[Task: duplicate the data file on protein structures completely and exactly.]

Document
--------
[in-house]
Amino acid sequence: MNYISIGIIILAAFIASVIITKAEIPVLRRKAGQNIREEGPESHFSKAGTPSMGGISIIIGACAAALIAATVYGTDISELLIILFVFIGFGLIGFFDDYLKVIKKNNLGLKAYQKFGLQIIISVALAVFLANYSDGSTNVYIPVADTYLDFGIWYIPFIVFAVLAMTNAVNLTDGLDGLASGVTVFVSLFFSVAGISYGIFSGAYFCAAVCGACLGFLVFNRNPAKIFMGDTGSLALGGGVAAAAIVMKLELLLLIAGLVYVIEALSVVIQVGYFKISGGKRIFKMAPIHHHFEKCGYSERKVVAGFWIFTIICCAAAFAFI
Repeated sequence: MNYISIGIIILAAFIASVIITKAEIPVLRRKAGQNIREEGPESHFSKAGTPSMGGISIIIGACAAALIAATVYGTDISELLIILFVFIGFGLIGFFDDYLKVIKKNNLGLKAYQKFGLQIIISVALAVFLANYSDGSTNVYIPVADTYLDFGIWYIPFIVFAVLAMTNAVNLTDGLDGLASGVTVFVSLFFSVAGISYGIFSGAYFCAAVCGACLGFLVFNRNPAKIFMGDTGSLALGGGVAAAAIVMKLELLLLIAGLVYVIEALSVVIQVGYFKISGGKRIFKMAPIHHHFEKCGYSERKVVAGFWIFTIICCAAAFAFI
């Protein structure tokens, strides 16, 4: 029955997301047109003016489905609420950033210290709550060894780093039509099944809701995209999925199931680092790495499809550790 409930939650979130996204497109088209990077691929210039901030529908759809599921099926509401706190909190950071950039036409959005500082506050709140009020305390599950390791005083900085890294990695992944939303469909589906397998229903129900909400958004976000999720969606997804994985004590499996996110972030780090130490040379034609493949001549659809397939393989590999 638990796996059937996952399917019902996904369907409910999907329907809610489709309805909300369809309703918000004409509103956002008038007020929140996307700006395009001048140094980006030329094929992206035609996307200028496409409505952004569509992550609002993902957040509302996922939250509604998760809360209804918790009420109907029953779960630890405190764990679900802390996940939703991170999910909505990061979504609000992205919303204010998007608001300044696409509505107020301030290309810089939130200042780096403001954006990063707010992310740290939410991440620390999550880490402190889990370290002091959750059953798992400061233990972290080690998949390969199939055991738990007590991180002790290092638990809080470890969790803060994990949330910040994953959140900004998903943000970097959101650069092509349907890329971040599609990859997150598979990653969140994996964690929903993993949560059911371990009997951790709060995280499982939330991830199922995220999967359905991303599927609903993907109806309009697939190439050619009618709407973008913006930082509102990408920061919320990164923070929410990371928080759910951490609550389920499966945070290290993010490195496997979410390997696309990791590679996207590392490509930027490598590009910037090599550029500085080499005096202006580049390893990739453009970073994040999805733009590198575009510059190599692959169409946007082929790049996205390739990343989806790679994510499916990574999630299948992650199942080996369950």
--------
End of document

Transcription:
[in-house]
Amino acid sequence: MNYISIGIIILAAFIASVIITKAEIPVLRRKAGQNIREEGPESHFSKAGTPSMGGISIIIGACAAALIAATVYGTDISELLIILFVFIGFGLIGFFDDYLKVIKKNNLGLKAYQKFGLQIIISVALAVFLANYSDGSTNVYIPVADTYLDFGIWYIPFIVFAVLAMTNAVNLTDGLDGLASGVTVFVSLFFSVAGISYGIFSGAYFCAAVCGACLGFLVFNRNPAKIFMGDTGSLALGGGVAAAAIVMKLELLLLIAGLVYVIEALSVVIQVGYFKISGGKRIFKMAPIHHHFEKCGYSERKVVAGFWIFTIICCAAAFAFI
Repeated sequence: MNYISIGIIILAAFIASVIITKAEIPVLRRKAGQNIREEGPESHFSKAGTPSMGGISIIIGACAAALIAATVYGTDISELLIILFVFIGFGLIGFFDDYLKVIKKNNLGLKAYQKFGLQIIISVALAVFLANYSDGSTNVYIPVADTYLDFGIWYIPFIVFAVLAMTNAVNLTDGLDGLASGVTVFVSLFFSVAGISYGIFSGAYFCAAVCGACLGFLVFNRNPAKIFMGDTGSLALGGGVAAAAIVMKLELLLLIAGLVYVIEALSVVIQVGYFKISGGKRIFKMAPIHHHFEKCGYSERKVVAGFWIFTIICCAAAFAFI
């Protein structure tokens, strides 16, 4: 029955997301047109003016489905609420950033210290709550060894780093039509099944809701995209999925199931680092790495499809550790 409930939650979130996204497109088209990077691929210039901030529908759809599921099926509401706190909190950071950039036409959005500082506050709140009020305390599950390791005083900085890294990695992944939303469909589906397998229903129900909400958004976000999720969606997804994985004590499996996110972030780090130490040379034609493949001549659809397939393989590999 638990796996059937996952399917019902996904369907409910999907329907809610489709309805909300369809309703918000004409509103956002008038007020929140996307700006395009001048140094980006030329094929992206035609996307200028496409409505952004569509992550609002993902957040509302996922939250509604998760809360209804918790009420109907029953779960630890405190764990679900802390996940939703991170999910909505990061979504609000992205919303204010998007608001300044696409509505107020301030290309810089939130200042780096403001954006990063707010992310740290939410991440620390999550880490402190889990370290002091959750059953798992400061233990972290080690998949390969199939055991738990007590991180002790290092638990809080470890969790803060994990949330910040994953959140900004998903943000970097959101650069092509349907890329971040599609990859997150598979990653969140994996964690929903993993949560059911371990009997951790709060995280499982939330991830199922995220999967359905991303599927609903993907109806309009697939190439050619009618709407973008913006930082509102990408920061919320990164923070929410990371928080759910951490609550389920499966945070290290993010490195496997979410390997696309990791590679996207590392490509930027490598590009910037090599550029500085080499005096202006580049390893990739453009970073994040999805733009590198575009510059190599692959169409946007082929790049996205390739990343989806790679994510499916990574999630299948992650199942080996369950």